enunciation of the position which the majority of orthodox divines were ultimately to adopt. De Wette and Neander were also aggregated to the new University. Ewald was the next prominent figure in the critical movement. Like Eichhorn, he was an orthodox but advanced critic, who held aloof from theological quarrels, and continued his investigations with a sincere fearlessness of consequences. In 1823 he opposed both the current theories of the origin of Genesis, which was then the main object of controversy; but modified his position eight years afterwards. He also advanced the theory that the Song of Songs was a sort of popular drama, a cantata describing the victory of true love. The year 1835 was marked by the appearance of Strauss famous "Leben Jesu," and Vatke's 11 Biblische Theologie." Vatke was a pronounced Hegelian, and his later speculations are said to have found little favour. His association with the "Fragmentary theory" of Genesis gives him an important place in the development of criticism. Bleek, Hengstenberg, Hupfeld, and F. Delitzsch played the part of foils to the zeal of their more Rationalistic colleagues. Of the latter, Canon Cheyne says that whatever concessions he made to the critics were literally "wrung from him." Riehm was also prominent on the orthodox side, and Reuss did much to popularize the critical theories. Lagarde, Kuenen, Stade, and Wellhausen bring the critical tradition to the actual generation; of the New Testament critics and Christologists we shall speak afterwards. Wellhausen is a typical Rationalist, and the ablest and most influential critic of the modern school. Lagarde, though called one of the founders of the new Hexateuch criticism, remained in the orthodox ranks in an advanced position. Kuenen, the celebrated Dutch critic of Leyden University, was a theologian of firm and reverent faith, but, like Lagarde, his ideal was a pure ethical Theism; he had no sympathy with traditional forms of Christianity, and considered all dogmatic supernaturalism untenable; hence his criticism, ever cautious and fundamentally reverent, was of the most uncompromising character.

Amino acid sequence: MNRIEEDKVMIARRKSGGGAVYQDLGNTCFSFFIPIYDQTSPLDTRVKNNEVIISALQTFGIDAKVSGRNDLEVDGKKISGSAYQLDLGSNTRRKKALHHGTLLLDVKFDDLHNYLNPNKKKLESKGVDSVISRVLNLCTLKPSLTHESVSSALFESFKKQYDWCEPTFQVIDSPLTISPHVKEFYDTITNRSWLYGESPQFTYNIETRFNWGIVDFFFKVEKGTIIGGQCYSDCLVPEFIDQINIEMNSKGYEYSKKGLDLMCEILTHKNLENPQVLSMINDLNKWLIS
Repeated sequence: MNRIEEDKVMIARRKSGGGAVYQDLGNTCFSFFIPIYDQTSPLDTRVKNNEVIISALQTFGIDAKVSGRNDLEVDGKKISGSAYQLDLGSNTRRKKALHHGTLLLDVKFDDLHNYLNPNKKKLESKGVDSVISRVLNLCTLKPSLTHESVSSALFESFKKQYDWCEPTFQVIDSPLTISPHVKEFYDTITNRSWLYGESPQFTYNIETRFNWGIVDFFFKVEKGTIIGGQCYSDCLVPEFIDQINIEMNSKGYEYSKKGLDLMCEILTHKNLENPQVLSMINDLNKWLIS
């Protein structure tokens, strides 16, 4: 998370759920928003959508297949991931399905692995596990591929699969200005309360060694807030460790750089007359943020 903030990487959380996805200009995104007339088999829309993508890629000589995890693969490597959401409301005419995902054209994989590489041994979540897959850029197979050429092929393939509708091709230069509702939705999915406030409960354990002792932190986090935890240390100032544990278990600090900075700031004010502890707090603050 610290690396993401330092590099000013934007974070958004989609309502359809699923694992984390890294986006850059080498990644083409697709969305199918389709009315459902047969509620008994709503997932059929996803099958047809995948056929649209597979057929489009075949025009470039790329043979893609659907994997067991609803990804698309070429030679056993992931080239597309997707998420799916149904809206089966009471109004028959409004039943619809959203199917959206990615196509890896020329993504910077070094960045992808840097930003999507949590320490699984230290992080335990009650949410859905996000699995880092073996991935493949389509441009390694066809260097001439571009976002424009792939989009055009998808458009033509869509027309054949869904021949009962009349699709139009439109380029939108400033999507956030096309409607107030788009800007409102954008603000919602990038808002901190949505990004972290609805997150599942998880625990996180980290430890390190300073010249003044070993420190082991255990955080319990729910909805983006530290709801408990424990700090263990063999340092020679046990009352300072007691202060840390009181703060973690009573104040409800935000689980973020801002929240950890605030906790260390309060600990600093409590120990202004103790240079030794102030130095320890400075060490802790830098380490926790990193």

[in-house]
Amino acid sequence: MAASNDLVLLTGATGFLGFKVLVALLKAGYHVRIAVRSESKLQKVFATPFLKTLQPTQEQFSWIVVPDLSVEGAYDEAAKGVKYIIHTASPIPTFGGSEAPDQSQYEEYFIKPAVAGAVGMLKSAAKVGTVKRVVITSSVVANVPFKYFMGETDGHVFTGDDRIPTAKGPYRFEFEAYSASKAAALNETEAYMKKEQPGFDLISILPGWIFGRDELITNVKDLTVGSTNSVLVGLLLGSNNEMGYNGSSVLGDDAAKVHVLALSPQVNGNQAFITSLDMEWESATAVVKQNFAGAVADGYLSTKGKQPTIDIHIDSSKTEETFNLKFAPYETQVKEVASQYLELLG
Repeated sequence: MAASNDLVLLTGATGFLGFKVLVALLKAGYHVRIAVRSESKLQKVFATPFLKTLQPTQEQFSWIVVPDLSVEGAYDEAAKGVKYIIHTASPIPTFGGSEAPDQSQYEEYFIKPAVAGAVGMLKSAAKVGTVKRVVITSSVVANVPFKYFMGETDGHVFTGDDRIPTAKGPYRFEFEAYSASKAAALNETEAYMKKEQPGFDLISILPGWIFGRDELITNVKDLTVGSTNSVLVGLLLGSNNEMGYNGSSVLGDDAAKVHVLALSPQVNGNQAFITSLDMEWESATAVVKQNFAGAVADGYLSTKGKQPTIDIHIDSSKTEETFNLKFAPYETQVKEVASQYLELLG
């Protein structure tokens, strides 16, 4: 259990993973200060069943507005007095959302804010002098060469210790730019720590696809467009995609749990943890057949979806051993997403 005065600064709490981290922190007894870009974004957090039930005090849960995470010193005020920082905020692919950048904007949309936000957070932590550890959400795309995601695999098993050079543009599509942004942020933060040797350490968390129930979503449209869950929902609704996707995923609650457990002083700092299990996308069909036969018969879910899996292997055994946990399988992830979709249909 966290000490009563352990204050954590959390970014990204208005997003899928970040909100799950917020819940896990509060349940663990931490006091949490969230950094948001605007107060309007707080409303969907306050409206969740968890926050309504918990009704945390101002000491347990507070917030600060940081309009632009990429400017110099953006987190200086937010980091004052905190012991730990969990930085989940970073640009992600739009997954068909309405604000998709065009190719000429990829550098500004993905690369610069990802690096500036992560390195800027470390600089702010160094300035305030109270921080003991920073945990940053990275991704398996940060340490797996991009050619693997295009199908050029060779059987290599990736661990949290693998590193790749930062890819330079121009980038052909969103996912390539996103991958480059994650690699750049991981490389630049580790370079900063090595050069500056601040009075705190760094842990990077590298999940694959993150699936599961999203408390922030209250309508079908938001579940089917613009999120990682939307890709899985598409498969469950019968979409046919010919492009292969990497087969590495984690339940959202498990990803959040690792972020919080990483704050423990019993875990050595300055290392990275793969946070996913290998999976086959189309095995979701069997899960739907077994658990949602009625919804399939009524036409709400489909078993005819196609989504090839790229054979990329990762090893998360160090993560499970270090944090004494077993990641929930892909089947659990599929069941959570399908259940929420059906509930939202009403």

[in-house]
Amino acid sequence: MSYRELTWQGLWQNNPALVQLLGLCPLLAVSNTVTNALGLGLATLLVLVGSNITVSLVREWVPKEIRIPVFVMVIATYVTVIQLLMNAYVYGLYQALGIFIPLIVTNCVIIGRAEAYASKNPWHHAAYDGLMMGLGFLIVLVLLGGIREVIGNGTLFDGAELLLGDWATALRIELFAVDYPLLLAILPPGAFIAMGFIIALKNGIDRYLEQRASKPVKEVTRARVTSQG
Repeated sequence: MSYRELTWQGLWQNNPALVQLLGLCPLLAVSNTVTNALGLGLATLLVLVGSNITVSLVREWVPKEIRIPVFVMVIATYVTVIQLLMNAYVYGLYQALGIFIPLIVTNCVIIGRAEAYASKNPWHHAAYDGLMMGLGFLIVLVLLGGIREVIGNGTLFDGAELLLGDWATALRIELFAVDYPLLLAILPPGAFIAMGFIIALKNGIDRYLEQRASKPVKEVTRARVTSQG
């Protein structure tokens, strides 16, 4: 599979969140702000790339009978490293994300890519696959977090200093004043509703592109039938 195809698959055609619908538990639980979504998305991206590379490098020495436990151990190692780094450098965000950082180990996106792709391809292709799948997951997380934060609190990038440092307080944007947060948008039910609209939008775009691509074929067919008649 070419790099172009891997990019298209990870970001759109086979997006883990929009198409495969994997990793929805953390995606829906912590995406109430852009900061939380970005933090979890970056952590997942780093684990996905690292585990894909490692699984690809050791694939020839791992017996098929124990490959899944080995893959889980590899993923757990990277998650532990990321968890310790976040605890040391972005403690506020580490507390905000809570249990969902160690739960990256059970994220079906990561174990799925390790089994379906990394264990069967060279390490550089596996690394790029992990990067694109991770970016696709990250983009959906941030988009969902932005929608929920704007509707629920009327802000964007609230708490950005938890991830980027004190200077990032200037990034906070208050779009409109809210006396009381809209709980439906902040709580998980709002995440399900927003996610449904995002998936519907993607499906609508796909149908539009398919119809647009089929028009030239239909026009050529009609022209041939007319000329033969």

In England there was no corresponding development of the critical methods. During the preceding century three theologians had manifested Rationalistic tendencies. Bishop